Is that fair?

At 11:56 AM, Blogger mooglar said...


By specifically mentioning the attributes of the "God" of which I was speaking in the first sentence, I meant that to be the definition of "God" for the rest of the post. I am arguing against the possibility of the God postulated by many adherents of the faiths of Abraham (Judaism, Christianity, and Islam) and free will. I agree with you that a God or god(s) lacking those attributes could potentially be a blind watchmaker. I am simply arguing that an omnipotent, omniscient, omnibenevolent, immanent God could not.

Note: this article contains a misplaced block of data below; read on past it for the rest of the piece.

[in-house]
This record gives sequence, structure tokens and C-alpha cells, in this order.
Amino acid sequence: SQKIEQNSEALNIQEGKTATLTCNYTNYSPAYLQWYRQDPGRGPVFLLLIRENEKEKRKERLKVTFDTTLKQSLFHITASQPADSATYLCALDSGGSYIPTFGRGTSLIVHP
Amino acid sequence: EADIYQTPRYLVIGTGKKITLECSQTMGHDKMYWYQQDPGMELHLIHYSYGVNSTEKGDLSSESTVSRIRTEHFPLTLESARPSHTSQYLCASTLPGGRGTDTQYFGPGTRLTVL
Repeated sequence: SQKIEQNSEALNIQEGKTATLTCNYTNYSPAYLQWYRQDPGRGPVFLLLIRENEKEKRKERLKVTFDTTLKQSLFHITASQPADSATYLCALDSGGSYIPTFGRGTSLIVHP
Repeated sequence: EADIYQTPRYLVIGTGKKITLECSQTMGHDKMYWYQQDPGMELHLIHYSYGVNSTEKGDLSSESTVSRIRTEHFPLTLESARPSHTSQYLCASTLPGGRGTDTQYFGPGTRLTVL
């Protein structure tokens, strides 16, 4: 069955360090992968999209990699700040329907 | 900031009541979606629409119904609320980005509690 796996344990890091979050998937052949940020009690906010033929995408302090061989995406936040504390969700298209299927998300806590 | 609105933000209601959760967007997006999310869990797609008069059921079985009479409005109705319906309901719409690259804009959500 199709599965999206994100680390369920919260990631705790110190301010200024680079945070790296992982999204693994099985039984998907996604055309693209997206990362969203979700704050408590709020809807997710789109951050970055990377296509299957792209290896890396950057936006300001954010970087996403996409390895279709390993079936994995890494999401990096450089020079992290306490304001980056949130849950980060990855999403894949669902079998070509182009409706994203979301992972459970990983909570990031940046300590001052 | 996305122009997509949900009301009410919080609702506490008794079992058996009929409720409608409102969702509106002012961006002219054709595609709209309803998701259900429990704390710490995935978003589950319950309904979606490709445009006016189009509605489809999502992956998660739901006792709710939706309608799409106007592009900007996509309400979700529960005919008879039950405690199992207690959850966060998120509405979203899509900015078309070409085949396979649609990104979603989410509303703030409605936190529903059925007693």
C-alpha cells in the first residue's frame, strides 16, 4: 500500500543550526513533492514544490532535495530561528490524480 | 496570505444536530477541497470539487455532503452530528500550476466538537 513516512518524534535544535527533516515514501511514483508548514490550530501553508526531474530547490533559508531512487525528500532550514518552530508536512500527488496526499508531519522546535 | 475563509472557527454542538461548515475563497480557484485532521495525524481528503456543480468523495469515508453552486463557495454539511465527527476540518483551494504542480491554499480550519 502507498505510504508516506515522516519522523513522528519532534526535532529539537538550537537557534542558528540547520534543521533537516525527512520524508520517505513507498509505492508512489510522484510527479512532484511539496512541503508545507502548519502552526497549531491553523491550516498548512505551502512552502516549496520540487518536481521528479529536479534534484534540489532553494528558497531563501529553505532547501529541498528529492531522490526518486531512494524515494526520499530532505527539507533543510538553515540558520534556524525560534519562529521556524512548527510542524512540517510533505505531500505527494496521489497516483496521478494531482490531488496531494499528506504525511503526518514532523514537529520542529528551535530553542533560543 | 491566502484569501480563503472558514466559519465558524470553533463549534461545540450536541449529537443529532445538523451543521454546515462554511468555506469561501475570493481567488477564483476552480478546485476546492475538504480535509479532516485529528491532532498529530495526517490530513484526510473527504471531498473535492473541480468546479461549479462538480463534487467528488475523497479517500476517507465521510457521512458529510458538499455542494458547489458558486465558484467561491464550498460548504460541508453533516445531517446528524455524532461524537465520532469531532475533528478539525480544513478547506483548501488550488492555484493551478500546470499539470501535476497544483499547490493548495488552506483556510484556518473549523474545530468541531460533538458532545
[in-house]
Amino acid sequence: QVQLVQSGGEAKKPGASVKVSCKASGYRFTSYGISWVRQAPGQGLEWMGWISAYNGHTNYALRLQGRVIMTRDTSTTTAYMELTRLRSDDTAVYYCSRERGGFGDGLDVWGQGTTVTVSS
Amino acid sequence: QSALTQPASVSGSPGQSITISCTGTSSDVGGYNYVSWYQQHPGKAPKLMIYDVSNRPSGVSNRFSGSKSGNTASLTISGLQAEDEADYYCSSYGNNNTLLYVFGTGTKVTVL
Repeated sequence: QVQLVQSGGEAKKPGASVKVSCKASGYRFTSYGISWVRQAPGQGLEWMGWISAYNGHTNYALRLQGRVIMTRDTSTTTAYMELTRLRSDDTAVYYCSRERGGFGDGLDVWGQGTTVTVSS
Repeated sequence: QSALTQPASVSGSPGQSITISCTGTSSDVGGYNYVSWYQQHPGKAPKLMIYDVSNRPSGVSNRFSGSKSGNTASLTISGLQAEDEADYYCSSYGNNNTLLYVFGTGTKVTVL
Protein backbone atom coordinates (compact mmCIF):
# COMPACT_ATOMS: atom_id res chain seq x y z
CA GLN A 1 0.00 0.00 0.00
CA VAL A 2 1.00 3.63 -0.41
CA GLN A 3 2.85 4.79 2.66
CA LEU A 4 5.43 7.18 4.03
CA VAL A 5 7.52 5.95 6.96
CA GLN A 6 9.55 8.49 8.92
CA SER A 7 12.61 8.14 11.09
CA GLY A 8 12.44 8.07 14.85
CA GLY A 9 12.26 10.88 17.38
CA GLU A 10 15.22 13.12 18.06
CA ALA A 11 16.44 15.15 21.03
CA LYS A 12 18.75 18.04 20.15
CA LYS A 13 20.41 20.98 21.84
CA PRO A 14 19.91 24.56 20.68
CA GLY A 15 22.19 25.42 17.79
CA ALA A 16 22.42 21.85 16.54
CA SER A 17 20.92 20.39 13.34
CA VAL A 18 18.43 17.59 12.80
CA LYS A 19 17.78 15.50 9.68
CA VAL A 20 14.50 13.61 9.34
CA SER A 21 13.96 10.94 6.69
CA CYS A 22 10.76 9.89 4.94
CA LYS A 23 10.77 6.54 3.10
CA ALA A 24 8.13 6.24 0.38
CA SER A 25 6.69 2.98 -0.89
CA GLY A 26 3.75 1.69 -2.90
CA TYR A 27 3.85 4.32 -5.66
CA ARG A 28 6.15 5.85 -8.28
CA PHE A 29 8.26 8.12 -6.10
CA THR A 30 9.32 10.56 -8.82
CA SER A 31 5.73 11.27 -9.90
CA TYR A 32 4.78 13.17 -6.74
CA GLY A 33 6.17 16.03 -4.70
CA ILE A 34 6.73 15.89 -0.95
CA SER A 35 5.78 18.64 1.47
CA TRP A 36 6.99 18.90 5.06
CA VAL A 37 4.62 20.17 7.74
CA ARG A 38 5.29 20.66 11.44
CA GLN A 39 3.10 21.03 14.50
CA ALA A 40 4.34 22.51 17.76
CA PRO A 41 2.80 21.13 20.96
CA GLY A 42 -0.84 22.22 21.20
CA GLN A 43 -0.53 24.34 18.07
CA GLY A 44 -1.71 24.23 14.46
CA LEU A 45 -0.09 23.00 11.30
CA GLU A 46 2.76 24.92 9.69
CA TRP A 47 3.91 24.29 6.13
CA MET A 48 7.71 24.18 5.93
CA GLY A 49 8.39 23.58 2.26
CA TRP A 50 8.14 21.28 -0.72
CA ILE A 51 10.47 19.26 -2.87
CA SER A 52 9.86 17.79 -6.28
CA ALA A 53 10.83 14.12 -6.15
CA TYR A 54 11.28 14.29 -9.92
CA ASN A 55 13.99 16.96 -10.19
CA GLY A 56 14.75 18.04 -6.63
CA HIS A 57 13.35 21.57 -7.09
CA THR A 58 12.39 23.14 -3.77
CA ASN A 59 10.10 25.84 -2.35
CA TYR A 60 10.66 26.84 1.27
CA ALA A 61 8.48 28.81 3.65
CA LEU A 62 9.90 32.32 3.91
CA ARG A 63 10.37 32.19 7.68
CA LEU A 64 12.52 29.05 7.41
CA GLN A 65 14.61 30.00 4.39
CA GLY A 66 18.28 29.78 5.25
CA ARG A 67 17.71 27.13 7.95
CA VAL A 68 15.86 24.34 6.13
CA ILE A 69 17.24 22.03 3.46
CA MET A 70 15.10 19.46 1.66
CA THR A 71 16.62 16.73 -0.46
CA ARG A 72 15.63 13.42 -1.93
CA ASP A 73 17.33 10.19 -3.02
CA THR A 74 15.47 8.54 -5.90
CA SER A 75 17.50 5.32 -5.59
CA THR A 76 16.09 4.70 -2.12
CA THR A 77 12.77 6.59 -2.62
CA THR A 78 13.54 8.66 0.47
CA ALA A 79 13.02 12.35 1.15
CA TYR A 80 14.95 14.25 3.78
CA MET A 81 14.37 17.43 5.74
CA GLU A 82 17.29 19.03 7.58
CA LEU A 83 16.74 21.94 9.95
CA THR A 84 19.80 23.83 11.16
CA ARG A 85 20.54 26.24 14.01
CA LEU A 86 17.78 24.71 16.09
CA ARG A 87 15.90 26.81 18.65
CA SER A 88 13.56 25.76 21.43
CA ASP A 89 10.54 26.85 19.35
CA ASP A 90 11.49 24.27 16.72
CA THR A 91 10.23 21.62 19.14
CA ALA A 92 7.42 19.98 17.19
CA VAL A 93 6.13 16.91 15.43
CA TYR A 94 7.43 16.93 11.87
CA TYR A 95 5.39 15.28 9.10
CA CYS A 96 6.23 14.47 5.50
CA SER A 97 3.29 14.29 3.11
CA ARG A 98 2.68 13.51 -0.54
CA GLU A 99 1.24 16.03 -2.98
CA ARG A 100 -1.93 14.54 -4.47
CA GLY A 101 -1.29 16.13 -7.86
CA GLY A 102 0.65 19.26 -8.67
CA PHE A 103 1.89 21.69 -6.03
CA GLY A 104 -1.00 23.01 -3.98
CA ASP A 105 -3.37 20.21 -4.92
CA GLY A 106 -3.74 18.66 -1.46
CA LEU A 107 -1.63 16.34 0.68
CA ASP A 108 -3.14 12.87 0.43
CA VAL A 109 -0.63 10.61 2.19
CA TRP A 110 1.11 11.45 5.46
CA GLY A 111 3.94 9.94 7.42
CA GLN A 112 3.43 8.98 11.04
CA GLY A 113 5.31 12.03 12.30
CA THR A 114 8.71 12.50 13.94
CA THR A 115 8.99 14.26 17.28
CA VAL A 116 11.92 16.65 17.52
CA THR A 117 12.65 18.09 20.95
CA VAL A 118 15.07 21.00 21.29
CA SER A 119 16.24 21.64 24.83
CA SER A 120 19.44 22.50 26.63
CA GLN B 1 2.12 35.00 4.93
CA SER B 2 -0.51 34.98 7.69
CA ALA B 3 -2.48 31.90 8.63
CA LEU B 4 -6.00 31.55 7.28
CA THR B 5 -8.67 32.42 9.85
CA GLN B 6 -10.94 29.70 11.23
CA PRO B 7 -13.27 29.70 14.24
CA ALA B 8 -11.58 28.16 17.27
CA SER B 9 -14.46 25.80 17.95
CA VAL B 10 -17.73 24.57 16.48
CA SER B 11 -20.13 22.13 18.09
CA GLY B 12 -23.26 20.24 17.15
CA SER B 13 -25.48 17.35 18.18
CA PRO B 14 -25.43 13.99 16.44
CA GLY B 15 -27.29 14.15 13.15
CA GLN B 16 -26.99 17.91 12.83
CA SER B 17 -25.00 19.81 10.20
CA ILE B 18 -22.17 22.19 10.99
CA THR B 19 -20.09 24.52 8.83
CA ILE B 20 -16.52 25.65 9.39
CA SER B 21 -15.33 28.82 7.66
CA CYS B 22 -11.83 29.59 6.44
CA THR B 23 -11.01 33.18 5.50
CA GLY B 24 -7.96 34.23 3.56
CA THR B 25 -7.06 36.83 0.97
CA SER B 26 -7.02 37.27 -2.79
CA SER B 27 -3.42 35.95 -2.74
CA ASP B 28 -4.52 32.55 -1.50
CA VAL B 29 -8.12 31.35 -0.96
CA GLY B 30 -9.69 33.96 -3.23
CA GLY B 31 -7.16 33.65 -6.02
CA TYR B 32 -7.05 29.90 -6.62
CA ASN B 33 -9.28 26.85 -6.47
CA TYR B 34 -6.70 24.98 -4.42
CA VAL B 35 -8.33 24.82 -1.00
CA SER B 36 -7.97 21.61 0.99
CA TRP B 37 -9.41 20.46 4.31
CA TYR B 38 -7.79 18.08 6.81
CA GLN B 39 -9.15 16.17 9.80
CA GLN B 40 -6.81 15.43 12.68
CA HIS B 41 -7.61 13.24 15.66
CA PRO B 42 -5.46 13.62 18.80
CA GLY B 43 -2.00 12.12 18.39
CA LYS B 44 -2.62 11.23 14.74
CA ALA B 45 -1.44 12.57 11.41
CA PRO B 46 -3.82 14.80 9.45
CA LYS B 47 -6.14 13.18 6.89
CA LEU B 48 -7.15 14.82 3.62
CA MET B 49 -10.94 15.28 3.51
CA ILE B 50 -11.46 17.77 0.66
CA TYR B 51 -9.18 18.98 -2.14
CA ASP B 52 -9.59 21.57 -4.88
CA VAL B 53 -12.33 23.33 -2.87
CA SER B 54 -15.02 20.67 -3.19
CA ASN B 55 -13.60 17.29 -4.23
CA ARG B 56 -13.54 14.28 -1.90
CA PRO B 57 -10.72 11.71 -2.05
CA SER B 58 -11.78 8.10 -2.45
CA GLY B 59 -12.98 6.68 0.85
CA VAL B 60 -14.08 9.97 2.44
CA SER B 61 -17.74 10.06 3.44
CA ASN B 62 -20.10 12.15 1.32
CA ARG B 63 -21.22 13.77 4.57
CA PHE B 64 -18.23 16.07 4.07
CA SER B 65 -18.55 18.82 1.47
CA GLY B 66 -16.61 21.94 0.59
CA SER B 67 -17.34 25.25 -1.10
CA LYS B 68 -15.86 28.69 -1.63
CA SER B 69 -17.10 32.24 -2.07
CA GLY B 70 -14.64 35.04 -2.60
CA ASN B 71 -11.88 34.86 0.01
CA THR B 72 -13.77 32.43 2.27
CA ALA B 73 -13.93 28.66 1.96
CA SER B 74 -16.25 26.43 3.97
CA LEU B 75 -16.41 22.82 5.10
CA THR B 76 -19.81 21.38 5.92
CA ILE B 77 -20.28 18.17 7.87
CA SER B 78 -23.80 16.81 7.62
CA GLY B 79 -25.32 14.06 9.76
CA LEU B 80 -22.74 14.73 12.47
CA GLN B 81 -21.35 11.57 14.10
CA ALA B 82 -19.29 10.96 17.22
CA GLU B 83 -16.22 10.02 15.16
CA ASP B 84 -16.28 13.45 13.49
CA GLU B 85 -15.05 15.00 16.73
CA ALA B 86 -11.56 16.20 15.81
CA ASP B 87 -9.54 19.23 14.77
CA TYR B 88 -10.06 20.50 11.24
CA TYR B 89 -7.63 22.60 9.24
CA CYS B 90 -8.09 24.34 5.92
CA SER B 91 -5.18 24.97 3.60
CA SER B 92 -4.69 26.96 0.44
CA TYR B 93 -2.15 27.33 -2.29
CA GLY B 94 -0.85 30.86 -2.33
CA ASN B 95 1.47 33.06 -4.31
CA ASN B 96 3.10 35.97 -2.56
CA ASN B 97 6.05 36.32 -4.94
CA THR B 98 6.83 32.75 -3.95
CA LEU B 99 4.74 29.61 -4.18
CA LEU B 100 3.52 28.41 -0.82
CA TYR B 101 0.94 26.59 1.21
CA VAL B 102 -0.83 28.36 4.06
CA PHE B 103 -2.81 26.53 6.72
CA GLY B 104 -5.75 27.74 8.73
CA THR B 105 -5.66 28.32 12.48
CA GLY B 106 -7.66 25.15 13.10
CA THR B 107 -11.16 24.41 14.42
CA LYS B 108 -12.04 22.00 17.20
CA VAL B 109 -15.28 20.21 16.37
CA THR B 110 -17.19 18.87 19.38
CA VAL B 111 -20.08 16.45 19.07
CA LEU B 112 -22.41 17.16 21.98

As regards to your question about the limits of the universe and what it means to be outside of space and time, I actually agree with you that these concepts don't make much sense, and, in fact, I believe may be incoherent. However, I am using them in the terms as used by many adherents of the faiths of Abraham, that the universe is all space and time, that God created the universe and is immanent in the universe but somehow exists outside space and time, and that there is nothing greater than, equal to, or apart from God.

My critique was not meant to be a critique on theism in general, but only a critique of the Judeo-Christian Islamic God that many of those faiths believe in.